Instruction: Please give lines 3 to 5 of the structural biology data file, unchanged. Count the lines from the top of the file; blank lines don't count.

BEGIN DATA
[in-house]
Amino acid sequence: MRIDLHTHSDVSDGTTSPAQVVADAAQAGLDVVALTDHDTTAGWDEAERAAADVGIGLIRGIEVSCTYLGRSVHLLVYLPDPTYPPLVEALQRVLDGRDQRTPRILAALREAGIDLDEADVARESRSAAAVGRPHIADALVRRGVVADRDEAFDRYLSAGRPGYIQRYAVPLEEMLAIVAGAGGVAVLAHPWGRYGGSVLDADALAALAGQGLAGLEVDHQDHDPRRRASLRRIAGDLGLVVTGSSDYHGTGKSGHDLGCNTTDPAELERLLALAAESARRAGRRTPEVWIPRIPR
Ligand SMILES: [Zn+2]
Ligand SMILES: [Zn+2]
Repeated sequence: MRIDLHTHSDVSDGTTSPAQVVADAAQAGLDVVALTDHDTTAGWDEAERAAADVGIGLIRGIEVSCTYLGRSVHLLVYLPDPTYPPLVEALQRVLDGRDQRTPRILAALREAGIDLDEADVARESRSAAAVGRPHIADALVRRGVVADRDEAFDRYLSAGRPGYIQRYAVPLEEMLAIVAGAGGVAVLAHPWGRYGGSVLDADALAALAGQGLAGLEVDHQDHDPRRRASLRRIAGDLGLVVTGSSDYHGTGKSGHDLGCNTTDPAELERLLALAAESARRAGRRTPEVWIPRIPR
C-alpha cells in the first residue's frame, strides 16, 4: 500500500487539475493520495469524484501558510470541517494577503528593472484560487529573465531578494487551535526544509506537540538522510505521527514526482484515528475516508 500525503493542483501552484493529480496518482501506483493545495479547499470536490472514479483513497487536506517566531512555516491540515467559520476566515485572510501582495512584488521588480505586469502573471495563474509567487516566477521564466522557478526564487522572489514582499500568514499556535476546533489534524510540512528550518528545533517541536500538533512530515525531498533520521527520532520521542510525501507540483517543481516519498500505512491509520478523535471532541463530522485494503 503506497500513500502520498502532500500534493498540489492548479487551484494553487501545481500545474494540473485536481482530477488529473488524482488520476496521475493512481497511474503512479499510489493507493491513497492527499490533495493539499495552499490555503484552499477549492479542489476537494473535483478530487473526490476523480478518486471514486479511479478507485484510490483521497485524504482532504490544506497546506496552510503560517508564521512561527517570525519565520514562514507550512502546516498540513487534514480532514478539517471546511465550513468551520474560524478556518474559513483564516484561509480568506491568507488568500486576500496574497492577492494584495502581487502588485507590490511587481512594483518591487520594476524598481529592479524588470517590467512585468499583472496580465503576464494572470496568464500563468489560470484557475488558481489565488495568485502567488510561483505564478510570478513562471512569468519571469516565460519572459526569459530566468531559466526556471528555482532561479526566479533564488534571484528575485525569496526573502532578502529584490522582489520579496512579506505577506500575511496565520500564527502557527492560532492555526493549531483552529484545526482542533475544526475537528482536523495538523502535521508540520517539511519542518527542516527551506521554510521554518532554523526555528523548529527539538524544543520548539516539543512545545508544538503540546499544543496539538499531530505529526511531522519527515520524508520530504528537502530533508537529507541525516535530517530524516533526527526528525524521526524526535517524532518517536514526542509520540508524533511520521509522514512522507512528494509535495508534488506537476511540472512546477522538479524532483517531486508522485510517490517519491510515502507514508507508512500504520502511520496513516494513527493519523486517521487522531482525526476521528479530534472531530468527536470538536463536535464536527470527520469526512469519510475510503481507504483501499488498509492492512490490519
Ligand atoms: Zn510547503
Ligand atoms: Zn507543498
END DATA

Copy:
Ligand SMILES: [Zn+2]
Ligand SMILES: [Zn+2]
Repeated sequence: MRIDLHTHSDVSDGTTSPAQVVADAAQAGLDVVALTDHDTTAGWDEAERAAADVGIGLIRGIEVSCTYLGRSVHLLVYLPDPTYPPLVEALQRVLDGRDQRTPRILAALREAGIDLDEADVARESRSAAAVGRPHIADALVRRGVVADRDEAFDRYLSAGRPGYIQRYAVPLEEMLAIVAGAGGVAVLAHPWGRYGGSVLDADALAALAGQGLAGLEVDHQDHDPRRRASLRRIAGDLGLVVTGSSDYHGTGKSGHDLGCNTTDPAELERLLALAAESARRAGRRTPEVWIPRIPR